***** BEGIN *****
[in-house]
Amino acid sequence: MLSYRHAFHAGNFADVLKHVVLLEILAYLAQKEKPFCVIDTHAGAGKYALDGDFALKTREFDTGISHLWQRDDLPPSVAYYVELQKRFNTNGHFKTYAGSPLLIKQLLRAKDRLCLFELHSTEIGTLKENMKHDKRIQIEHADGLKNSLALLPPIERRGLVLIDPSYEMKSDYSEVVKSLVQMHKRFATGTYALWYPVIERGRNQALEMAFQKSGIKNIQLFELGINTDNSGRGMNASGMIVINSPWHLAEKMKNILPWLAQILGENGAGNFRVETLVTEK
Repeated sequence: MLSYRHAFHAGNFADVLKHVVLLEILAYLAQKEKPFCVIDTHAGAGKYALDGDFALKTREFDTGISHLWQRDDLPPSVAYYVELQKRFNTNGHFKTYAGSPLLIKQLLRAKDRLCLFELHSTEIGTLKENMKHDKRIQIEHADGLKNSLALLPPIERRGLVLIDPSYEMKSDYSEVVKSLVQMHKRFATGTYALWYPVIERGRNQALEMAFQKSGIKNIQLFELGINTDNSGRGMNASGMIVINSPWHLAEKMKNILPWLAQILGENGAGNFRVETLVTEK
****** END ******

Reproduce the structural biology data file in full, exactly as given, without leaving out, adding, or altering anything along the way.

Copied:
[in-house]
Amino acid sequence: MLSYRHAFHAGNFADVLKHVVLLEILAYLAQKEKPFCVIDTHAGAGKYALDGDFALKTREFDTGISHLWQRDDLPPSVAYYVELQKRFNTNGHFKTYAGSPLLIKQLLRAKDRLCLFELHSTEIGTLKENMKHDKRIQIEHADGLKNSLALLPPIERRGLVLIDPSYEMKSDYSEVVKSLVQMHKRFATGTYALWYPVIERGRNQALEMAFQKSGIKNIQLFELGINTDNSGRGMNASGMIVINSPWHLAEKMKNILPWLAQILGENGAGNFRVETLVTEK
Repeated sequence: MLSYRHAFHAGNFADVLKHVVLLEILAYLAQKEKPFCVIDTHAGAGKYALDGDFALKTREFDTGISHLWQRDDLPPSVAYYVELQKRFNTNGHFKTYAGSPLLIKQLLRAKDRLCLFELHSTEIGTLKENMKHDKRIQIEHADGLKNSLALLPPIERRGLVLIDPSYEMKSDYSEVVKSLVQMHKRFATGTYALWYPVIERGRNQALEMAFQKSGIKNIQLFELGINTDNSGRGMNASGMIVINSPWHLAEKMKNILPWLAQILGENGAGNFRVETLVTEK